I hadn’t picked up “sadhguru” but right from the start of the recording I thought I was hearing “aaya re” repeated, and another phrase repeated a couple of times sounded to me like “aaj tak” – “until today”.

  22. Is the item pictured the recording in question? If so, is that writing below the upper left green spindle?

  23. Good question. If so, it looks like it might be Perso-Arabic-based (Urdu?).

  24. Yeah, that was my layperson’s guess. It looked kind of like an Arabic-adjacent script.

  25. Is the item pictured the recording in question? — Yes

    If so, is that writing below the upper left green spindle? — No; it looks like it was originally the same Presto label as gbia0360090a I linked above, or gbia0360091a

  26. i agree with robin: based on the music, i’d be very surprised if this wasn’t from the arab/turkish/persian musical world: the way the vocal/instrumental alternation-as-melodic-repetition works; the way the trills and bends fit into the melody lines; the mostly unharmonized melody; etc.

    i can’t make much meaningful out of the language – assuming that what i heard as “sadagora” is more likely to be “sadhguru”* – but as an overall flavor it sounds more like urdu/hindi than farsi, arabic, or turkish to me. which also matches how i’m hearing the music: more like the eastern zone of that musical space. but i wouldn’t be stunned to find out it was persian, afghani, or kurdish either.

    * i ~think~ i’d’ve heard if the ruzhiner hasidim have music like this, but you never know…

  27. When did 78s go out of regular issue? I believe only 33s (LPs) and 45s were being pressed in my youth in the 70s and 80s.

    Would that have varied much country to country? Not that it will help solve the mystery. Just curious.

  28. “When did 78s go out of regular issue?”

    When my father’s family left Karachi in Jan 1948 after Partition, their large collection of 78s was likely one of the heaviest parts of their baggage. That might be one more reason why I’m inclined to think of the song as “filmi Hindi” – which tended be slightly de-Persianized/re-Sanskritised Urdu with a lot of Panjabi influence.

  29. “When did 78s go out of regular issue?”

    In the US and Western Europe, 78s were phased out around about say 1953. That is, companies may have still been issuing 78s in 1955, but they were an increasingly small market segment by that time. For example, early Elvis songs came out on 78s as well as 45s. 78s did linger on longer in places like Africa and Asia.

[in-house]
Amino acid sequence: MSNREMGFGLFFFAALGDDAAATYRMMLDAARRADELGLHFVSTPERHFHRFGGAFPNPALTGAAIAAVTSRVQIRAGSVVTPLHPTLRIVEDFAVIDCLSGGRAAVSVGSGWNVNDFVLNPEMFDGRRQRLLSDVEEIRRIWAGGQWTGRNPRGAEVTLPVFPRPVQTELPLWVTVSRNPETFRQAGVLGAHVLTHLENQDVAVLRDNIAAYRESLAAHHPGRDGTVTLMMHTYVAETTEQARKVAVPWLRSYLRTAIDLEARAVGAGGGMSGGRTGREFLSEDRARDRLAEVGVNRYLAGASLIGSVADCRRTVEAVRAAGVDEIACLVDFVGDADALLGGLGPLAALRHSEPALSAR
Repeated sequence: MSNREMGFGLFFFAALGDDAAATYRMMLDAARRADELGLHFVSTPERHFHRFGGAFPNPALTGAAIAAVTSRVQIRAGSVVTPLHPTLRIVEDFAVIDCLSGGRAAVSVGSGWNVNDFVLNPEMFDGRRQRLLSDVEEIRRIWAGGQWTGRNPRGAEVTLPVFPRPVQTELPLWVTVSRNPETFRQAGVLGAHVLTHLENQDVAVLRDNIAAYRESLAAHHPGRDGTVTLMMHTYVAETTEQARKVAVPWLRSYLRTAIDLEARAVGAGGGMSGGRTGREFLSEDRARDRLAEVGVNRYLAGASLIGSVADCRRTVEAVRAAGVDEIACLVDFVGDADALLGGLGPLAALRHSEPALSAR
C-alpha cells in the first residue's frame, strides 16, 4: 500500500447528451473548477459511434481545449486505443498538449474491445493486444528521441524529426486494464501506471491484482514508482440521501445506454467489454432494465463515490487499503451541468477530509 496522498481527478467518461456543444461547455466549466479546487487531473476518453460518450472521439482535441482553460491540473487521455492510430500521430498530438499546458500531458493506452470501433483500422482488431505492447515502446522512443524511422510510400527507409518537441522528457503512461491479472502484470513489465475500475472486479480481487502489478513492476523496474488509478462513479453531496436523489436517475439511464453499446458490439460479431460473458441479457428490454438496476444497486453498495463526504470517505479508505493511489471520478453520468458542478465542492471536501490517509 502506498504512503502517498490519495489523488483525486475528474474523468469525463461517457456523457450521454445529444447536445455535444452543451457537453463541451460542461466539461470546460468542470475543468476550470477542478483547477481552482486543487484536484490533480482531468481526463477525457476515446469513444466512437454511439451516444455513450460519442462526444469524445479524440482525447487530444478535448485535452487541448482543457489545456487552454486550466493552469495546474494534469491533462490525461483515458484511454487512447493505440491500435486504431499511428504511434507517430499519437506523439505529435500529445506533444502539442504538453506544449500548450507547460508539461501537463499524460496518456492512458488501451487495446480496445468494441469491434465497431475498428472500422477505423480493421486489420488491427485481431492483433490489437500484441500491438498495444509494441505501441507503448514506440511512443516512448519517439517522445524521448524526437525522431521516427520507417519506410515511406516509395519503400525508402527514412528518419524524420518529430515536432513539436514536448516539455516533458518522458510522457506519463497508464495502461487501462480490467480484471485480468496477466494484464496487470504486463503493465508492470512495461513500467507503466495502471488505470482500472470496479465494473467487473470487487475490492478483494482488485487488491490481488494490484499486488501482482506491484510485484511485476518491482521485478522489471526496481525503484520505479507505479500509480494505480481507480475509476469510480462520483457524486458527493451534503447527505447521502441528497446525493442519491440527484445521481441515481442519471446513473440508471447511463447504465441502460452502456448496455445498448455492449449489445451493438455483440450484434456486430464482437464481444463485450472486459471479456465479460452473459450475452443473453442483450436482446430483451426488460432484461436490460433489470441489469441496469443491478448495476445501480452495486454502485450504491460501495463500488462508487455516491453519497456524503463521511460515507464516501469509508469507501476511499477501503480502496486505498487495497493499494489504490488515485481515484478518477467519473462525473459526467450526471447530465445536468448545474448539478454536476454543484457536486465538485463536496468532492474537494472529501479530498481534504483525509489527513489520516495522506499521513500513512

78s had the advantage that you could play them on a wind-up gramophone and you didn’t need electricity. I knew someone who grew up in the Western Isles of Scotland in the 1960s, and he listened to a wind-up gramophone because they had no electricity. He gave a very comical account of their dances–when the gramophone ran down, the dancers would freeze in position until someone wound it up again.

  30. Reviewer: brewster – favoritefavoritefavoritefavoritefavorite – October 20, 2021
    Subject: discussion of what this record is

    Parul Bedi
    Replying to
    its in Punjabi language and its about Sikhism. In this song they are welcoming the sat-guru (Guru Nanak Ji) and they are thanking him (Guru Nanak Ji) to show them the right path of life and showering blessing on them. I am from punjab and this is very old recording on gramophone

  31. Sounds like we have a winner! Thanks for finding and quoting that.

  32. Athel Cornish-Bowden says

    Another advantage of wind-up gramophones in the 1950s is that you could let children play with them without much fear of what they might do. We used to play Abdul Abulbul Amir over and over again. (We didn’t have many other records.)

  33. John Cowan says

    Thurber tells of how his family’s recording of “No News, or What Killed The Dog” would get stuck at a certain groove from overplaying, thus: “ate some burnt hoss flesh, ate some burnt hoss flesh, ate some burnt hoss flesh, …”